Insulation: Adding Comfort in a Bubble with Double Bubble
Heat loss and heat gain in these trailers is significant. Essentially you have a double walled envelope of two thin layers of aluminum sheets over aluminum ribs. This provides a 1 5/8” airspace or cavity for insulation. The floor has a deeper space of 4” between the outside (bottom) aluminum skin and the 5/8” plywood deck. In addition, the 25 foot Tradewind has a nice amount of window area, all of it single pane. This is not a great structure for combatting heat transfer from inside to outside or vice versa.
Airstream used fiberglass batts as insulation. I wasn’t going to be using fiberglass batts. Critters seem to love the stuff and when they move in they contaminate it. Plus, trailers have moisture issues, like leaks and condensation, and wet fiberglass makes a pretty unhealthy condition especially combined with any dirt and animal contamination. I’m content, for now, that this trailer is without leaks and that the way I’ve got it set up I will notice a leak and be able to fix it. Still, I purposefully avoided materials in the rebuild of the trailer that absorb moisture or inhibit it from drying out quickly. The insulation value that a 1 1/2” thick batt of fiberglass provides was, for me, not worth environmental risks that come with it.
My priorities for deciding what to do for insulation were:
- understanding that the structural system of the trailer was just not going to allow for high insulation values, so admit that and use tactics in addition to insulation for heat transfer issues
- avoiding systems/materials that were affected by water or that retained water
- keeping the solution realistic in terms of materials cost and skills needed for installation
- eliminating or at least not promoting pest habitat
- flexibility for accommodating the electrical wiring in the walls and ceiling areas of the trailer
- easily reversible: allowing future access for trouble shooting , maintenance and repairs to wiring and structure
I ended up going with Reflectix Double Reflective Insulation. It consists of two 96% reflective layers of film bonded to two internal layers of heavy gauge polyethylene bubbles (total thickness 5/16”).
Here is how my thinking went in chosing it:
There are 3 types of heat transfer that need to be dealt with: conduction, radiation and convection. Reflectix provided a reasonable way to address all three. The film on both sides of the material is highly reflective and was efficient in creating a radiant barrier reflecting in both directions. By using spacers I could construct a sandwich of airspace/reflectix/airspace. This configuration provided some R value and also helped in sealing against air infiltration. So the material configured this way addresses heat transfer by radiation, convection and conduction.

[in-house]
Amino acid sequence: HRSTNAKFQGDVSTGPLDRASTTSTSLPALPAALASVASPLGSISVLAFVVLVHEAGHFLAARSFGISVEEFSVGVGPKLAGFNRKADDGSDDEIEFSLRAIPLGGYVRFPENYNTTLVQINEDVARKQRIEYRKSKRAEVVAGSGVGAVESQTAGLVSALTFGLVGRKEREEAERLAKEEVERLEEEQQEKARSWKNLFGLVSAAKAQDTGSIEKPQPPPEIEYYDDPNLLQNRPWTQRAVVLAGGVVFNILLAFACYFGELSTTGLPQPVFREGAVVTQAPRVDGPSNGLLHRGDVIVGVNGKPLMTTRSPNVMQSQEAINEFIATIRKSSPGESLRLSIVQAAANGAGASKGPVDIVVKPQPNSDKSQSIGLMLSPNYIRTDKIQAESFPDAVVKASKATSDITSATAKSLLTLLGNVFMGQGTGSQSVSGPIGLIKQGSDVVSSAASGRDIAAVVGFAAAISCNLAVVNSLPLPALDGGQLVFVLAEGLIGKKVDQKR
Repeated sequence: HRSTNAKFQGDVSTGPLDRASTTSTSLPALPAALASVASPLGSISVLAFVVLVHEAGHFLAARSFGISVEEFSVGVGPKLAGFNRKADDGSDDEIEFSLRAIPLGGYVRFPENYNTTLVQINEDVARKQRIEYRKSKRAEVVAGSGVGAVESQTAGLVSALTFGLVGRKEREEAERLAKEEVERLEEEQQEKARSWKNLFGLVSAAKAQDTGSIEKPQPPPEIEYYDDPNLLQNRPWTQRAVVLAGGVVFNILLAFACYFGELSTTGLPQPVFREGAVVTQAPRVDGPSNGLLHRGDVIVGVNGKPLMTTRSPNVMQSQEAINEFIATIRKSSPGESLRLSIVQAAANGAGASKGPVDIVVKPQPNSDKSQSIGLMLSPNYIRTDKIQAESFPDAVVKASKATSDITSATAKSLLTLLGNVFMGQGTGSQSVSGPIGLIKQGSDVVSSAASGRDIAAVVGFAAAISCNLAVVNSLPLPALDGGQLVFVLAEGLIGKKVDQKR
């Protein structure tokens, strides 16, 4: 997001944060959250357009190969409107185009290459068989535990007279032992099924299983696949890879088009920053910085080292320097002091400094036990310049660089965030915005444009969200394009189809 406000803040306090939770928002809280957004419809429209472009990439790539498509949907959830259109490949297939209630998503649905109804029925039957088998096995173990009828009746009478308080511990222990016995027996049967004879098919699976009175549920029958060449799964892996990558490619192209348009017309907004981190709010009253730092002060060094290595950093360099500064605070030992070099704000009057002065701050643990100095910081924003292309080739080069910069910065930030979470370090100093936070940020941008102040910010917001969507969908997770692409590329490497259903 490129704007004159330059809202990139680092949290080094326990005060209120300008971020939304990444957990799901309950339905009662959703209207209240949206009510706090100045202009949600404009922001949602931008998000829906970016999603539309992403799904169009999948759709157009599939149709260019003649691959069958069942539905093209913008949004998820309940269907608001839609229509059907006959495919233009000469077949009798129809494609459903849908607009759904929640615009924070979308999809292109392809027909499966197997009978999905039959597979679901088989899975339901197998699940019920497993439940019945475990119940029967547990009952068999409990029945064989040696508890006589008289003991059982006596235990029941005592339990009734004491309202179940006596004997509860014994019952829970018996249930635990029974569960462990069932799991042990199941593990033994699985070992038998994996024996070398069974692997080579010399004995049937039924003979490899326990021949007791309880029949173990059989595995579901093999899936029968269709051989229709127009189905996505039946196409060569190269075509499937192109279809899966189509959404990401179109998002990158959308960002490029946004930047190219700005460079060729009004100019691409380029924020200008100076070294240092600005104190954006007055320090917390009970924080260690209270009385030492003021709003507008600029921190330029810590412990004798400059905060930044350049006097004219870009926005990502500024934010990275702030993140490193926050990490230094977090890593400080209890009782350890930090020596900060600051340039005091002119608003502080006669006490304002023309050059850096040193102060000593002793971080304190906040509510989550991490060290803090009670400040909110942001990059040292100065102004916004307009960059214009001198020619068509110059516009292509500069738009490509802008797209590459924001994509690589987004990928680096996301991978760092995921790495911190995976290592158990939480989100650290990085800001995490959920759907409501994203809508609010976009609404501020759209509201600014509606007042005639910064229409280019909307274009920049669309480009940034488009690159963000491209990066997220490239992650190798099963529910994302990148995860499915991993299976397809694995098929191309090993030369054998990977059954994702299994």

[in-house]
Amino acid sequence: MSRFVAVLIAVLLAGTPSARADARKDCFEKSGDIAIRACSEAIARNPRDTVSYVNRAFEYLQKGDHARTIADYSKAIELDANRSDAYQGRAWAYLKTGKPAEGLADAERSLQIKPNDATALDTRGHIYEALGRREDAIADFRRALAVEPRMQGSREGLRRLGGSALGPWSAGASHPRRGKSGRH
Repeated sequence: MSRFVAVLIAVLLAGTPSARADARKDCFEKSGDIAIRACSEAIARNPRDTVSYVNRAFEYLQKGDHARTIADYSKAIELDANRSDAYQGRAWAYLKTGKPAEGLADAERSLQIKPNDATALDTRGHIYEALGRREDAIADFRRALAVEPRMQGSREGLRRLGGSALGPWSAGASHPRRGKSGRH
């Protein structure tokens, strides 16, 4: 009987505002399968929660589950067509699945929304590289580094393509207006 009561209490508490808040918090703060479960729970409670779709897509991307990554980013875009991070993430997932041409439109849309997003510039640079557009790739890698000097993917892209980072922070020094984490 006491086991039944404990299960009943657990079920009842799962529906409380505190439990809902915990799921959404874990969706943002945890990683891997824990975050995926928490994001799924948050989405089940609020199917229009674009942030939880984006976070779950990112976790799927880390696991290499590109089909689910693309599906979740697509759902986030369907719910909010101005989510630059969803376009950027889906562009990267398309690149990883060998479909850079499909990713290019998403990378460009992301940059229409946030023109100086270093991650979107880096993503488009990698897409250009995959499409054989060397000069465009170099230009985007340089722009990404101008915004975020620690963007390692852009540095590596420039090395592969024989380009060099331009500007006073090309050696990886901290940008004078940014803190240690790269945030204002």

I ended up by using a configuration of two layers of Reflectix with an airspace between the layers and an airspace between the exterior skin and the outward layer of the double bubble material. Theoretically there is a tiny airspace between the inside skin and the inward most layer of the double bubble, but realistically the interior skin and the Reflectix are in contact. I used 1/2” thick insulation foam board cut into roughly 1 1/4”strips as spacers. I’m not sure adding the extra layer of the Reflectix was worthile, but if nothing else it enhanced sealing against air infiltration in the envelope cavities.
The double bubble material is crazy easy to work with. A sharp knife and scissors for cutting and a sharpie and straight edge for marking were pretty much the only tools needed. Cutting the spacers out of the 1/2” foam board was the most labor intensive part of the process, and the least pleasant. I now notice on the Reflectix website that they have spacer products you can buy. Had I seen that when I was doing the insulation I definitely would have tried them out.
The work flow was to prepare the spacers and affix them alongside the structural ribs using adhesive. Then measure and cut pieces of the Relfectix to fit in the “bays” between the ribs. Using the 48” wide material (primarily) meant that I didn’t have any areas that required seaming, as all pieces broke at a rib. I affixed the double bubble material to the spacers with adhesive and to the side of the ribs with foil tape from Reflectix. Pretty straightforward except for making patterns for the pieces at the front and rear end caps.
I make no claims about what sort of insulation value my approach achieved. I know that there are places where the airspaces are violated by one layer insulation coming into contact with the other and, as I mentioned above, insulation coming into contact with the interior skin so the whole installation was not optimal. But I also know that as I worked along the temperature difference of surfaces was dramtic in areas where there was no insulation, and then one layer and then two layers. The insulation work stretched from mid May through mid July because I did wiring and other things at the same time. I wanted most of the wire runs to be located between the two layers of Reflectix, and the wiring was slow going for me as I taught myself 12 volt systems as I went. This strectch from spring into summer let me appreciate the difference in heat transfer, especially heat gain, from a cooler season into the hot season.
The finished trailer is quite comfortable, especially as regards keeping warm even in freezing temperatures (more about this in the heating episode). Heat gain is still an issue when the temperatures get into the nineties and there is direct sun hitting the exterior. Best thing to do in hot sun is get some shade. I keep noodling on how to do an easy up shade tent over the top….